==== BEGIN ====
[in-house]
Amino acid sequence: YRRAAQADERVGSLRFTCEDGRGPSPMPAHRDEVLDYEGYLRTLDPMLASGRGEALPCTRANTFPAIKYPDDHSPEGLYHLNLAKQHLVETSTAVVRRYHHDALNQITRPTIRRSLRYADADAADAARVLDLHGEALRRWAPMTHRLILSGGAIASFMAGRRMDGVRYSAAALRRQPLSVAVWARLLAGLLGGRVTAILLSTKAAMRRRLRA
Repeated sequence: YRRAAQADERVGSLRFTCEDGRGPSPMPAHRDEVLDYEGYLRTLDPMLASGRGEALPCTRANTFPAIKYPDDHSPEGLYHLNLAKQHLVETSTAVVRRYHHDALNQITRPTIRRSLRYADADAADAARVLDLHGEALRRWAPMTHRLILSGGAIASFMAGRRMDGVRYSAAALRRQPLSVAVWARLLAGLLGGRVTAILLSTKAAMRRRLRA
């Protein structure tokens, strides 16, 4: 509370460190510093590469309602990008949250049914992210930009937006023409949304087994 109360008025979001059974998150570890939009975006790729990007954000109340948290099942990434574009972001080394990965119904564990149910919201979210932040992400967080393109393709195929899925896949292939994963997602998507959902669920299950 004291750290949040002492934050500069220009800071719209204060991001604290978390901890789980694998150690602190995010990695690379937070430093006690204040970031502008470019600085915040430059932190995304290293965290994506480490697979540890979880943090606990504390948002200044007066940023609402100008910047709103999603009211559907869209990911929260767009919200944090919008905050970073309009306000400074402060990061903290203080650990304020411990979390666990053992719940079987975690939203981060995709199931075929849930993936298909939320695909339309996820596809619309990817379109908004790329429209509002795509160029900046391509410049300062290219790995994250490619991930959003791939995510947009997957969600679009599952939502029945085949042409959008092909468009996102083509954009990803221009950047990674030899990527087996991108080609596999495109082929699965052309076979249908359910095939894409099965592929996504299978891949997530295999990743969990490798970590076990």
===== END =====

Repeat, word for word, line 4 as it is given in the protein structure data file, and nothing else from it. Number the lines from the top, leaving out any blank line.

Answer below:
């Protein structure tokens, strides 16, 4: 509370460190510093590469309602990008949250049914992210930009937006023409949304087994 109360008025979001059974998150570890939009975006790729990007954000109340948290099942990434574009972001080394990965119904564990149910919201979210932040992400967080393109393709195929899925896949292939994963997602998507959902669920299950 004291750290949040002492934050500069220009800071719209204060991001604290978390901890789980694998150690602190995010990695690379937070430093006690204040970031502008470019600085915040430059932190995304290293965290994506480490697979540890979880943090606990504390948002200044007066940023609402100008910047709103999603009211559907869209990911929260767009919200944090919008905050970073309009306000400074402060990061903290203080650990304020411990979390666990053992719940079987975690939203981060995709199931075929849930993936298909939320695909339309996820596809619309990817379109908004790329429209509002795509160029900046391509410049300062290219790995994250490619991930959003791939995510947009997957969600679009599952939502029945085949042409959008092909468009996102083509954009990803221009950047990674030899990527087996991108080609596999495109082929699965052309076979249908359910095939894409099965592929996504299978891949997530295999990743969990490798970590076990």